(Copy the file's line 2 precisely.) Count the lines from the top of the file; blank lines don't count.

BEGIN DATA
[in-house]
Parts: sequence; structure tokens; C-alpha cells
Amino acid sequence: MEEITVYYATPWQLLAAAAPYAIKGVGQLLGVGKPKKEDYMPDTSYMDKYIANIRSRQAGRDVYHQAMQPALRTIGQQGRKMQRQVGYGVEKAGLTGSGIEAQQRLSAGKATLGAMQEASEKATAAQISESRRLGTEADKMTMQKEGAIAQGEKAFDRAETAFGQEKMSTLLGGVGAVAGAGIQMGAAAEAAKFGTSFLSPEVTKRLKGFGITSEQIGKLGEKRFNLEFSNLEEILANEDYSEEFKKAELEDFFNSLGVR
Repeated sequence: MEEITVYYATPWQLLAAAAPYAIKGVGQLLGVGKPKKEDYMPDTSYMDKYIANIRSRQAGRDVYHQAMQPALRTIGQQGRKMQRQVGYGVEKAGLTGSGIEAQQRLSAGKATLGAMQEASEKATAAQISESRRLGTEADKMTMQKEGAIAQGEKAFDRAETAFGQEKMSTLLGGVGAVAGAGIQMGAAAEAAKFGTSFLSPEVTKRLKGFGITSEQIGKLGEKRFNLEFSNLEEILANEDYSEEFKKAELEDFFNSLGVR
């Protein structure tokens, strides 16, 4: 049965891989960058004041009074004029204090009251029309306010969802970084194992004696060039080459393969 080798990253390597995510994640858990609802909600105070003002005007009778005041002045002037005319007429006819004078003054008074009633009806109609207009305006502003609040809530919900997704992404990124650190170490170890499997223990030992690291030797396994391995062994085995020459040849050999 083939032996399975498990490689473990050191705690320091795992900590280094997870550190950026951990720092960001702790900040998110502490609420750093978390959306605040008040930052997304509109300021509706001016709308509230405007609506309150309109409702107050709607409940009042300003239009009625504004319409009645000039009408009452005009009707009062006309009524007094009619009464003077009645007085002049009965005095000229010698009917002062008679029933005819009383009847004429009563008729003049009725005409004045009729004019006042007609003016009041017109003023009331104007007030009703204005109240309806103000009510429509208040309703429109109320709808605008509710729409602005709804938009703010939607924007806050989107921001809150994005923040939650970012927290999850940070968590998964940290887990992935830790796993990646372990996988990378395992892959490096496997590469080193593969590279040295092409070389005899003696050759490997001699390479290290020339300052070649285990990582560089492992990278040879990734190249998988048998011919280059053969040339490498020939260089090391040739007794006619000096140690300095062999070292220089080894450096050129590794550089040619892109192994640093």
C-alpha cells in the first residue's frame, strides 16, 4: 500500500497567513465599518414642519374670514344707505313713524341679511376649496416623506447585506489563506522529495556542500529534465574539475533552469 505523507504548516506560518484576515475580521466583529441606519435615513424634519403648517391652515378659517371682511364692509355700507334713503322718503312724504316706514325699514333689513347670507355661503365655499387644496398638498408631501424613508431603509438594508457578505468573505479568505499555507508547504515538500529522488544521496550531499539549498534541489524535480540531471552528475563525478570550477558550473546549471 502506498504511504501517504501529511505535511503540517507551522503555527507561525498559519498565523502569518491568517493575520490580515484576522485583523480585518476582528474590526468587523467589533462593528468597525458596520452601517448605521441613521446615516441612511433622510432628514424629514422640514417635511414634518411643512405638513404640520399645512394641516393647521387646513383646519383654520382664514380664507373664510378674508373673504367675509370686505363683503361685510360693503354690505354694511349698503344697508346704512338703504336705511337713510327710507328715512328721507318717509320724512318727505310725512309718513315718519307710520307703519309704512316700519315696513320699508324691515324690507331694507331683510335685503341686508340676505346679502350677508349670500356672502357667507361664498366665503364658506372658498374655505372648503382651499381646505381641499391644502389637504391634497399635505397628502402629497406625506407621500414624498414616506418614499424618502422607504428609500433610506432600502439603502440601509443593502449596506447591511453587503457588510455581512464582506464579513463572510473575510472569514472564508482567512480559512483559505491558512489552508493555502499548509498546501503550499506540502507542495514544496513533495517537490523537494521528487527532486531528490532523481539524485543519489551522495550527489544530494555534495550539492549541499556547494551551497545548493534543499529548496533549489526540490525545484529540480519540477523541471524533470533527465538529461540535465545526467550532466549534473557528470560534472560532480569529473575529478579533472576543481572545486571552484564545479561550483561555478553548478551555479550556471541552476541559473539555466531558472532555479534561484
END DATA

Parts: sequence; structure tokens; C-alpha cells